The future of FE leadership services

The future of FE leadership services

Leadership, management and governance will be “a priority” for the FE Guild — but the future training for such skills remains in question.

With the Learning and Skills Improvement Service (LSIS) to cease operating at the end of the current academic year, the future of senior FE management development programmes has been thrown into doubt.

David Hughes, chair of the guild steering group, said it was “too early to be very specific” about the new organisation’s role.

But he suggested it was unlikely the guild would be a major provider of leadership and management development.

Mr Hughes, also chief executive of the National Institute of Adult Continuing Education, said: “It is a bit too early to say yes or no to this or that programme, but what we can say at this stage is that it’s really very clear that leadership, management and governance are a priority for the guild.”

He added that the two–week consultation on the sector’s expectations of the guild had confirmed how essential leadership, management and good governance were for the health and professionalism of the sector.

However, Mr Hughes said the guild was likely to play a role of guidance rather than provision of training.

“We don’t see the guild as the provider of all leadership and management development in the sector because that doesn’t feel like the right thing to do, or realistic given the amount of money the guild might have available,” he said.

“So the guild might play a role to promote good leadership and management, provide opportunities to discuss what good leadership and management looks like and what good leadership and management development will look like, possibly sign posting providers that do it really well, or providing forums for people to discuss how to improve.”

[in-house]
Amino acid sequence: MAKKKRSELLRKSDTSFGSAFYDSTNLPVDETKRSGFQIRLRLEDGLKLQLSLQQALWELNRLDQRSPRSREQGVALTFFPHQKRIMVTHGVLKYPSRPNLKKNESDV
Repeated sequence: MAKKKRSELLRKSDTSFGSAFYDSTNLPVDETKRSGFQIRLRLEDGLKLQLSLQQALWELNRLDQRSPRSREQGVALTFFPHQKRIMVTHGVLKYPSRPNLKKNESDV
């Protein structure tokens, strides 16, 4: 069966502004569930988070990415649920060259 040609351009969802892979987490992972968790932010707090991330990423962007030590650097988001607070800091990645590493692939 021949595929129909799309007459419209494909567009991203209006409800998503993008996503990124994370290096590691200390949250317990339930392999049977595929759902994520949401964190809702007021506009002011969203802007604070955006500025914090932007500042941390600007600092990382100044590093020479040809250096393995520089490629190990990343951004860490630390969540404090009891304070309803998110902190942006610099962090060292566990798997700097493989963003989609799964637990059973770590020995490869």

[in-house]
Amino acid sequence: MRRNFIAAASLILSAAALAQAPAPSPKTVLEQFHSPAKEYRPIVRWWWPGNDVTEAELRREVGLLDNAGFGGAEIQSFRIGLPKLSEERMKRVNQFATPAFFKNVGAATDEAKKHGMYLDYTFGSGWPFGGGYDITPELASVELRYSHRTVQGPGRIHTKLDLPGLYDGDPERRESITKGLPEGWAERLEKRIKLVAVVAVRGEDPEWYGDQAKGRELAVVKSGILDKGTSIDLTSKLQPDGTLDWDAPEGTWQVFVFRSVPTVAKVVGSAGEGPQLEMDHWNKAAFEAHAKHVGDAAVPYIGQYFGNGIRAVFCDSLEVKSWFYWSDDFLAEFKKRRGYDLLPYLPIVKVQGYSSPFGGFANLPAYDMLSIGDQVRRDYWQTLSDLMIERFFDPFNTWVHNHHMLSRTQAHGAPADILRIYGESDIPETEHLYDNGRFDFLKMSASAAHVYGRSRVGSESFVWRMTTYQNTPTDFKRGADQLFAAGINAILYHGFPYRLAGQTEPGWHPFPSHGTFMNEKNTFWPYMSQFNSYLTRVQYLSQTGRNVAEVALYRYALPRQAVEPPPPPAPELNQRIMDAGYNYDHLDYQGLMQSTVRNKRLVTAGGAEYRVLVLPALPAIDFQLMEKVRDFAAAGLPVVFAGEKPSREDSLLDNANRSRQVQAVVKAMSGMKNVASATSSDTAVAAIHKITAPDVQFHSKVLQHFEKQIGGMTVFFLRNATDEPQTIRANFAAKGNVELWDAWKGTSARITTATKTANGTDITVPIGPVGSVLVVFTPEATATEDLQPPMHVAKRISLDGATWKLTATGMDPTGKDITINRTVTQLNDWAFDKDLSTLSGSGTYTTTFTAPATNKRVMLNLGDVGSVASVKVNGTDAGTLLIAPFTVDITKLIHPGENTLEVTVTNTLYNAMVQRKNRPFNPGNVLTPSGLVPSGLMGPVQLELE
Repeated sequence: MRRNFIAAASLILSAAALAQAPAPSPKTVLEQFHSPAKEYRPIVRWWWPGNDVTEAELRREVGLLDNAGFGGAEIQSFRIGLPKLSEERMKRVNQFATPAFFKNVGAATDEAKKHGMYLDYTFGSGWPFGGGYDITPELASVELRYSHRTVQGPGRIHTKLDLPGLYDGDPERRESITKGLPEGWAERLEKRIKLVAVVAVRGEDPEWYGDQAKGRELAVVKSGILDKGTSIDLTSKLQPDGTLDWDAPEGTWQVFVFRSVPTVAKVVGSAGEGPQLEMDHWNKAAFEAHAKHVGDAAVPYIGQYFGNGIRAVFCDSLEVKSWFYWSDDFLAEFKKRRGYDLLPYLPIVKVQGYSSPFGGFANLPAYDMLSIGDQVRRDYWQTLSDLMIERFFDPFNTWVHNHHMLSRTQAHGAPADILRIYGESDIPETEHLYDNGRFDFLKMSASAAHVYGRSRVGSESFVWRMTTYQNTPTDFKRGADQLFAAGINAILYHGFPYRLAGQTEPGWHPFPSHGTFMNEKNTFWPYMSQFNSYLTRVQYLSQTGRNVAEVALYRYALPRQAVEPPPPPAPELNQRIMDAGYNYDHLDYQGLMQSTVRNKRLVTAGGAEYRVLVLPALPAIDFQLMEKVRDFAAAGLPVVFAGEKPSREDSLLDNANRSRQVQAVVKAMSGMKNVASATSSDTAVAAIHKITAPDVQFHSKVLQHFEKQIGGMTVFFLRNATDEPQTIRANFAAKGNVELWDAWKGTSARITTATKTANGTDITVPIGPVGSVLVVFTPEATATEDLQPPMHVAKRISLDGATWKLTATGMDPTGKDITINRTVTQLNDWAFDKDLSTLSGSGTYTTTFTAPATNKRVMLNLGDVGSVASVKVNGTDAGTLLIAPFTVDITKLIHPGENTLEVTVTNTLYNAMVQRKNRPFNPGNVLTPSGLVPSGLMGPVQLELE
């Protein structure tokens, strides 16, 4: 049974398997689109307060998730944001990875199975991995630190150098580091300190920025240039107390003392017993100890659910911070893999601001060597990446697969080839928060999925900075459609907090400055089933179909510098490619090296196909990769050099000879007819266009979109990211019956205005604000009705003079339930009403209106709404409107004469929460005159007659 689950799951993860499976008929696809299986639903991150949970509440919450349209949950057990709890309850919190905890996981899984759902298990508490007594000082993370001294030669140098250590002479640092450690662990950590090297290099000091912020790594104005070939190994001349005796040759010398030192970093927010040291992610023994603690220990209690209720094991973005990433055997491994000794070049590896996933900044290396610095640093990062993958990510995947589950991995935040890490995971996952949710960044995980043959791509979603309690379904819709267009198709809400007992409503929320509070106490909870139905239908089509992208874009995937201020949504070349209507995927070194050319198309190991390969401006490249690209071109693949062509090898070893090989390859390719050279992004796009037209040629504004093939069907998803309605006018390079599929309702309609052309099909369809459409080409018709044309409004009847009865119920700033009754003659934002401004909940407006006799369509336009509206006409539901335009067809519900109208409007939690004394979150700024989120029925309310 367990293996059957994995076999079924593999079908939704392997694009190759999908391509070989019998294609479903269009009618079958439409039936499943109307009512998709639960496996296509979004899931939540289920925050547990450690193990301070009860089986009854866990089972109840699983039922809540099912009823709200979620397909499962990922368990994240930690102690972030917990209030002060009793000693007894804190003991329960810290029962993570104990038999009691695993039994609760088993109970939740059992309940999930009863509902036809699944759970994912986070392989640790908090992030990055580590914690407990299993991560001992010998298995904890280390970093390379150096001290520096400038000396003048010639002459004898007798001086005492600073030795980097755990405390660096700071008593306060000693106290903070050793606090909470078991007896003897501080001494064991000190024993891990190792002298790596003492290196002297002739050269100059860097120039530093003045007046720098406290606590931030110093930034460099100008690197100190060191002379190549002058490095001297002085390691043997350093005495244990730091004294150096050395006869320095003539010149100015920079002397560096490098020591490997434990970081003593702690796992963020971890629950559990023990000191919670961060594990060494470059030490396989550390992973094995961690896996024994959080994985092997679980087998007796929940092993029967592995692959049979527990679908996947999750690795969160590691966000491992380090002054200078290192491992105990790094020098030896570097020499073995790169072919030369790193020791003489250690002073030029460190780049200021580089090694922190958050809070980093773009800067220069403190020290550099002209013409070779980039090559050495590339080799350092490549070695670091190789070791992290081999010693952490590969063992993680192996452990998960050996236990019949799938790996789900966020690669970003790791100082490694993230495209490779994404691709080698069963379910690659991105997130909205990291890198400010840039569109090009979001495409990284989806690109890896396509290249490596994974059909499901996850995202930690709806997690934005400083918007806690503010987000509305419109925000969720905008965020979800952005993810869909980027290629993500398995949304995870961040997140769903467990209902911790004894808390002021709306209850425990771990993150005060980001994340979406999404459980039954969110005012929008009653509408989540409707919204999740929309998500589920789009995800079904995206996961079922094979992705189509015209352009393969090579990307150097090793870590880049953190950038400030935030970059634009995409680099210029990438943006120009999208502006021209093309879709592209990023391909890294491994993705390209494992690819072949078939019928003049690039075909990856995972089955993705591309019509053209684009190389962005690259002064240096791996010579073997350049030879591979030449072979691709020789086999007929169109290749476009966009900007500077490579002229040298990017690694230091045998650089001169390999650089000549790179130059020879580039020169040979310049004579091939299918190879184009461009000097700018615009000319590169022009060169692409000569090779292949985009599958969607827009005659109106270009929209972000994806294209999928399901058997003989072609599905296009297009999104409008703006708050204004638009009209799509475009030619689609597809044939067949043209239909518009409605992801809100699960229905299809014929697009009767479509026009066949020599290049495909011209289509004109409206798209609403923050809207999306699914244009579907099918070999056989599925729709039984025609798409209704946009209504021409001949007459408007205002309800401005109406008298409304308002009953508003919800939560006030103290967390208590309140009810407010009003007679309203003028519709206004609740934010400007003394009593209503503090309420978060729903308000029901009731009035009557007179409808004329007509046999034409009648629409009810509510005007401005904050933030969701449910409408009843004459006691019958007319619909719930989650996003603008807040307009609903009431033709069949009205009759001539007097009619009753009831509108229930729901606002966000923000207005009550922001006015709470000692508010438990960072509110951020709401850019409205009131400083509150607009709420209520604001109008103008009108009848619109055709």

Mr Hughes pointed out that there were commercial programmes available, such as a level five diploma and an MA in FE sector management provided by the Association of Colleges.

“All the best colleges should, and do, have their own programme for leadership and management, and their own development of good governance.

“What we want to try and do is to provide as much guidance, support and promotion of that as possible,” he said.

However, he agreed with LSIS chair Dame Ruth Silver, who said continuity between the two organisations was vital for the sector.

“We’re very keen to pass on what we’ve learned, and very ambitious for the next phase of the sector and its improvement bodies, its improvement, and hopeful the sector can build on the systems that do well,” she said.

Mr Hughes said: “LSIS has done really good work around leadership, management and governance and what we’re doing is working very carefully with them to ensure we learn from that and try to create continuity where we can in terms of the work they’ve been doing around the sector.”

Caption for featured image: From left: Martin Doel, Peter Davies, David Hughes and Graham Hoyle on the FE Gulld panel at the  Association of Colleges annual conference and exhibition in Birmingham last year